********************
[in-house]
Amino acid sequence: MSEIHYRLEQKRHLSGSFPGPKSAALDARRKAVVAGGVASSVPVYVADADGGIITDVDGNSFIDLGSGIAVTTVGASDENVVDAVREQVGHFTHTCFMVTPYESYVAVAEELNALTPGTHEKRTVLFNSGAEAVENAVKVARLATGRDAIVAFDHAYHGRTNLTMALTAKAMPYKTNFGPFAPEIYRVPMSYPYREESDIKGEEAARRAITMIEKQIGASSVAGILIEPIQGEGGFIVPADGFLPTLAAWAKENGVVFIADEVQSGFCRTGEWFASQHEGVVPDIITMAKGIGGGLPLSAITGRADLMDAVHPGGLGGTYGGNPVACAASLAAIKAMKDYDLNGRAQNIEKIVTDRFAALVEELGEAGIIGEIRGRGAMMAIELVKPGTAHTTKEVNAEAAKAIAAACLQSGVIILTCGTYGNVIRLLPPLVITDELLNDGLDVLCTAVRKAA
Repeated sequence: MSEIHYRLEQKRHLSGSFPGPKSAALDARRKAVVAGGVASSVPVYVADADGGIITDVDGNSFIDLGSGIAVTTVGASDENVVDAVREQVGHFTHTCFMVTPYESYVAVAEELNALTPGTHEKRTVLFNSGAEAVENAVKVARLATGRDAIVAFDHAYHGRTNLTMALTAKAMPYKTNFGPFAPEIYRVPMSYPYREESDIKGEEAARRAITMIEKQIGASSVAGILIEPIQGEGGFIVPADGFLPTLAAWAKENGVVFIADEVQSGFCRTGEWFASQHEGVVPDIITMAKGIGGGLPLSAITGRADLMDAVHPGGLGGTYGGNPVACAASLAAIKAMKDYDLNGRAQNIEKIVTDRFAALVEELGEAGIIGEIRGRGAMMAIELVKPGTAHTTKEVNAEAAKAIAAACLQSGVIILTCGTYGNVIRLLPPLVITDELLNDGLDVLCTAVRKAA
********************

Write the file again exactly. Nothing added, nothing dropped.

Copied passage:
[in-house]
Amino acid sequence: MSEIHYRLEQKRHLSGSFPGPKSAALDARRKAVVAGGVASSVPVYVADADGGIITDVDGNSFIDLGSGIAVTTVGASDENVVDAVREQVGHFTHTCFMVTPYESYVAVAEELNALTPGTHEKRTVLFNSGAEAVENAVKVARLATGRDAIVAFDHAYHGRTNLTMALTAKAMPYKTNFGPFAPEIYRVPMSYPYREESDIKGEEAARRAITMIEKQIGASSVAGILIEPIQGEGGFIVPADGFLPTLAAWAKENGVVFIADEVQSGFCRTGEWFASQHEGVVPDIITMAKGIGGGLPLSAITGRADLMDAVHPGGLGGTYGGNPVACAASLAAIKAMKDYDLNGRAQNIEKIVTDRFAALVEELGEAGIIGEIRGRGAMMAIELVKPGTAHTTKEVNAEAAKAIAAACLQSGVIILTCGTYGNVIRLLPPLVITDELLNDGLDVLCTAVRKAA
Repeated sequence: MSEIHYRLEQKRHLSGSFPGPKSAALDARRKAVVAGGVASSVPVYVADADGGIITDVDGNSFIDLGSGIAVTTVGASDENVVDAVREQVGHFTHTCFMVTPYESYVAVAEELNALTPGTHEKRTVLFNSGAEAVENAVKVARLATGRDAIVAFDHAYHGRTNLTMALTAKAMPYKTNFGPFAPEIYRVPMSYPYREESDIKGEEAARRAITMIEKQIGASSVAGILIEPIQGEGGFIVPADGFLPTLAAWAKENGVVFIADEVQSGFCRTGEWFASQHEGVVPDIITMAKGIGGGLPLSAITGRADLMDAVHPGGLGGTYGGNPVACAASLAAIKAMKDYDLNGRAQNIEKIVTDRFAALVEELGEAGIIGEIRGRGAMMAIELVKPGTAHTTKEVNAEAAKAIAAACLQSGVIILTCGTYGNVIRLLPPLVITDELLNDGLDVLCTAVRKAA